Form 8919 2023 - 2024

IRS Form 8919, Uncollected Social Security and Medicare Tax on Wages, is used to report wages for which Social Security and Medicare taxes have not been withheld. This article will cover everything related to IRS Form 8919.

When workers have been misclassified as independent contractors, they can use Form 8919 to report the amount they believe should have been withheld from their pay. This will ensure that their Social Security earnings are correctly credited to their record. If you are a recruiter who provides contract staffing services, it is your responsibility to determine whether your workers are employees or independent contractors. If you are unsure, you should use Form SS-8, Determination of Worker Status for Purposes of Federal Employment Taxes and Income Tax Withholding. If you determine that a worker is an employee, you must file Form 8919 to report any uncollected Social Security and Medicare taxes on their wages. You should also enter the total from line 6 on your worker’s tax return. This will ensure that the worker’s earnings are properly credited to their Social Security account. It will also keep you from being held liable for the employee’s uncollected Social Security and Medicare taxes.

Form 8919 Reason Codes

Form 8919 Reason Codes

Workers should file Form 8919 after submitting Form SS-8 and receiving a determination that they are employees. They must select one of the following Reason Codes:

A. I filed Form SS-8 and received a determination letter stating that I am an employee of this firm.

C. I received correspondence from the IRS stating I am an employee.

G. I filed Form SS-8 with the IRS and haven’t received a reply. 

H. I received a Form W-2 and a Form 1099-MISC and/or 1099-NEC from this firm for 2023. The amount on Form 1099-MISC and/or 1099-NEC should have been included as wages on Form W-2. (Don’t file Form SS-8 if you select reason code H.)

How to File Form 8919

How to File Form 8919?

If you were misclassified as an independent contractor and didn’t have FICA taxes (Social Security and Medicare) withheld from your paychecks, you must file Form 8919 to figure out the amount you owe. The form requires you to provide information about the firm that misclassified you and your job duties. Then, you must list your total wages for the year and calculate the Social Security and Medicare taxes you missed.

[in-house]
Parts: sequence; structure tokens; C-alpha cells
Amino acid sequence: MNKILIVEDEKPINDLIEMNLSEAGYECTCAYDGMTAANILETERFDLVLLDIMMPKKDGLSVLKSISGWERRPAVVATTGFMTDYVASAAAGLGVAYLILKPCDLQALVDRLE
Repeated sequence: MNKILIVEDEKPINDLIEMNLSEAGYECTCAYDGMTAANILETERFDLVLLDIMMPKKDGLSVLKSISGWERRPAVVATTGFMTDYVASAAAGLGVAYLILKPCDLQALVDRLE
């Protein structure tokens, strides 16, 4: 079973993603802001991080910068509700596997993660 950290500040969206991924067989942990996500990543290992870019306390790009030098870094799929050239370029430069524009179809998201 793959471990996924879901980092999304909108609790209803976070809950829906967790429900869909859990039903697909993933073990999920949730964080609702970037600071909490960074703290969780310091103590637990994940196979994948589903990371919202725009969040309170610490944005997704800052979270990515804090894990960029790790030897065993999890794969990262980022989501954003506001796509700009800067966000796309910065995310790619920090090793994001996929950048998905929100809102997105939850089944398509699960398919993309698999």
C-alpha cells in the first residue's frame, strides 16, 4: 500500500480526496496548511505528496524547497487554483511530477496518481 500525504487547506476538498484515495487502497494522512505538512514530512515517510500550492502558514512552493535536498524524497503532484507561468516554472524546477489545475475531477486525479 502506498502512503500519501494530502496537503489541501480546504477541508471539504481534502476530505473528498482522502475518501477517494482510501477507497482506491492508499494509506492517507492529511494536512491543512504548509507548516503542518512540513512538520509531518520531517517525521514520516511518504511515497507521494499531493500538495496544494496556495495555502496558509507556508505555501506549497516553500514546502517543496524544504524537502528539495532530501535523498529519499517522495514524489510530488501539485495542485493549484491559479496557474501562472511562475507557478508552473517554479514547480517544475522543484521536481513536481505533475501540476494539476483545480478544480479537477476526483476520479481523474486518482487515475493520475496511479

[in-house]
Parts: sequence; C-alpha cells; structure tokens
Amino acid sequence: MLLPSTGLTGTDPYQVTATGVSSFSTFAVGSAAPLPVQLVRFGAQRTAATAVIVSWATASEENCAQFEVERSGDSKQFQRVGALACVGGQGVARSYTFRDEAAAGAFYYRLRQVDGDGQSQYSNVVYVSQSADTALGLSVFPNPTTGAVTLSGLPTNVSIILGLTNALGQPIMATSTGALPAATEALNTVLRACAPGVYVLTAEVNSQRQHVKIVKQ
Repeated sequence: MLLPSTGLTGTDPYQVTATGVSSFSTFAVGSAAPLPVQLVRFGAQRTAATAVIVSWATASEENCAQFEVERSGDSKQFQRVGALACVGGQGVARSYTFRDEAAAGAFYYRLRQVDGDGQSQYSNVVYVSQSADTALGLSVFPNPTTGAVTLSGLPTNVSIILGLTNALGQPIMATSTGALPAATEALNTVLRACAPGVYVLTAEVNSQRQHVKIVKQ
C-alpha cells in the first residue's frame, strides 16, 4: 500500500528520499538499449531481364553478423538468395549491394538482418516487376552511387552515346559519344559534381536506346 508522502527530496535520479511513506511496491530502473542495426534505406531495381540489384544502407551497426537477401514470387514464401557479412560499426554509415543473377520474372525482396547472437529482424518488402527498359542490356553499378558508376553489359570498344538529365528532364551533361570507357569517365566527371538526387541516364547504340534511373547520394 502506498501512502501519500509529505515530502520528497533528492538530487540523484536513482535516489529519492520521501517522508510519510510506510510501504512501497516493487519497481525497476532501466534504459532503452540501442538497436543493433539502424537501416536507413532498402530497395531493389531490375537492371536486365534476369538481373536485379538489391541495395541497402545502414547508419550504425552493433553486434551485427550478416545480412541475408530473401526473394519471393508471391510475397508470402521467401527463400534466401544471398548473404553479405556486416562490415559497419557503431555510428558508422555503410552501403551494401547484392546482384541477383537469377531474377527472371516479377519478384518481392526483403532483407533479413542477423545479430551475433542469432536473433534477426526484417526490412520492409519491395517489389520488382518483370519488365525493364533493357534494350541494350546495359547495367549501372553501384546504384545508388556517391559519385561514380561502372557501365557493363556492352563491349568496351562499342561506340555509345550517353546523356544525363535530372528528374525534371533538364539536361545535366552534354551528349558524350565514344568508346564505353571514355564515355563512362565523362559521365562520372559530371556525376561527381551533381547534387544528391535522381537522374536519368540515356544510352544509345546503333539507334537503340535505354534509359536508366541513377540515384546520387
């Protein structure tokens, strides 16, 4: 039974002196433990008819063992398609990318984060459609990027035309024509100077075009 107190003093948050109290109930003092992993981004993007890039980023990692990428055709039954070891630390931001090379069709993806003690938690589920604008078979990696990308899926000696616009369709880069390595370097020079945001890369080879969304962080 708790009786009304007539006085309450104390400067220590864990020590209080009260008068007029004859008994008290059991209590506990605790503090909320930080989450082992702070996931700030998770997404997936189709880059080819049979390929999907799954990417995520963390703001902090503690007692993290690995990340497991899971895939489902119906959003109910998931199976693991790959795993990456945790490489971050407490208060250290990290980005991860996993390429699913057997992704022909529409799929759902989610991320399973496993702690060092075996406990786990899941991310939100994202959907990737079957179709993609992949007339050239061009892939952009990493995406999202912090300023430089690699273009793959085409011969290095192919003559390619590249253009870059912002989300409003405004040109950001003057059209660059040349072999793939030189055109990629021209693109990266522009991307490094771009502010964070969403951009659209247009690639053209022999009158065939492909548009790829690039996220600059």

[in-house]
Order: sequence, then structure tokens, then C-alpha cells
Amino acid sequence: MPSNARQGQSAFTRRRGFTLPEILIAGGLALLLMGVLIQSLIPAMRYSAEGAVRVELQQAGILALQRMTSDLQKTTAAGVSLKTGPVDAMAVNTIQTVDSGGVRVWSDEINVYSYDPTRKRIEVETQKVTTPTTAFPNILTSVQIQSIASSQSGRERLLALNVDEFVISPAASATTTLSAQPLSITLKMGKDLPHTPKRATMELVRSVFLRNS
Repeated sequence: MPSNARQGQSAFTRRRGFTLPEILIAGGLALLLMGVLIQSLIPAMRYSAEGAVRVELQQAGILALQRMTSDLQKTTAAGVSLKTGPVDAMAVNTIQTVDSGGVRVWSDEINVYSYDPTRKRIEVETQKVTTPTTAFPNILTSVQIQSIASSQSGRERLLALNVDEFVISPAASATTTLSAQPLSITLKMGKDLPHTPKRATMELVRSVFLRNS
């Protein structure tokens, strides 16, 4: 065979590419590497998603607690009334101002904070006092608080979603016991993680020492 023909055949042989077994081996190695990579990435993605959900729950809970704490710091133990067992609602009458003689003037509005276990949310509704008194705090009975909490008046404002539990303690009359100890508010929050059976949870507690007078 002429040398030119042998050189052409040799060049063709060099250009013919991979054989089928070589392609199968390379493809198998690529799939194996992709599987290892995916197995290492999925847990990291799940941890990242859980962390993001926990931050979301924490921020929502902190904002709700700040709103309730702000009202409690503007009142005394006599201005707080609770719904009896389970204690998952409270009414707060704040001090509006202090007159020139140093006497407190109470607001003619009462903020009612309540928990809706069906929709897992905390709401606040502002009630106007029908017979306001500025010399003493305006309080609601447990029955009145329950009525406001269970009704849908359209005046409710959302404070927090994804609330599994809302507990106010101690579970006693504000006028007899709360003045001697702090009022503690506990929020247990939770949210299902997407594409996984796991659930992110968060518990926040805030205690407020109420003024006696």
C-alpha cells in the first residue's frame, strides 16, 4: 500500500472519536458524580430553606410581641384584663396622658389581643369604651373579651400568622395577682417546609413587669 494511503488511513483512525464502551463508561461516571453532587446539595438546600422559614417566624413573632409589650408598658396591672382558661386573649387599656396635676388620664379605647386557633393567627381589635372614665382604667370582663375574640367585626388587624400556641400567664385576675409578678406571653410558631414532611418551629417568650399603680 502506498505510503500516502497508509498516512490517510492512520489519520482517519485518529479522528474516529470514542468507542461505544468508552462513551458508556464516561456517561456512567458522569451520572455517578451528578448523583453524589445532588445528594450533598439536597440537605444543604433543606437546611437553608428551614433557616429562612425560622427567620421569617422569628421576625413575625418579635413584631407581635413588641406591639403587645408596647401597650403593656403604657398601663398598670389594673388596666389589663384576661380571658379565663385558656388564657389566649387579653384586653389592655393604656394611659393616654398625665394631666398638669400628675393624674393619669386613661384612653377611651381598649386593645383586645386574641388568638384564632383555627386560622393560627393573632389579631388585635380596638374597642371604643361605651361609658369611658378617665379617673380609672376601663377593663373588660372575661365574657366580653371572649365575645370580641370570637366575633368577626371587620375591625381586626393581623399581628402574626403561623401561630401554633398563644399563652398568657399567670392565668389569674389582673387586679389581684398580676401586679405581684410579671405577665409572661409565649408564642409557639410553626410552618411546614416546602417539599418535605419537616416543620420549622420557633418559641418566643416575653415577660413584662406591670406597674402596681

Depending on the circumstances, you may choose to fill out either IRS Form 8819 or Form 8919. Form 8919 is used for figuring and reporting uncollected Social Security and Medicare taxes on wages, while Form 4137 is used to report and calculate the Social Security and Medicare taxes owed on tips.

To file IRS Form 8919, you must identify the firm that misclassified you as an independent contractor and explain why they did so. You also must indicate the applicable reason code in the top section of the form and include your name, address, Social Security number, and date of birth.

Workers who were misclassified as independent contractors and did not have Social Security or Medicare taxes deducted from their paychecks must file Form 8919 to determine and report their share of the uncollected employment taxes. This can save them thousands of dollars in employment tax their employer should have paid them.

For this tax form, employees must provide a number of details, including the employers they worked for and their pay information. Then, they must list all the wages that are subject to Social Security and Medicare taxes. This includes salaries, wages, tips, and railroad retirement benefits. Generally, the total amount of each should be included in column (f) of line 6 of the form. This figure must also be included on lines 3 and 9 of IRS Form 1040 or Form 1040-SR and line 1a of Form 1040-NR.

Generally, this form is used for people who have received Forms W-2 from their employer but received a Form 1099-MISC for bonuses and commissions that should have been reported on their W-2. This is usually because the person filed Form SS-8 and was told by the IRS that they are an employee or did not receive a response to their SS-8.

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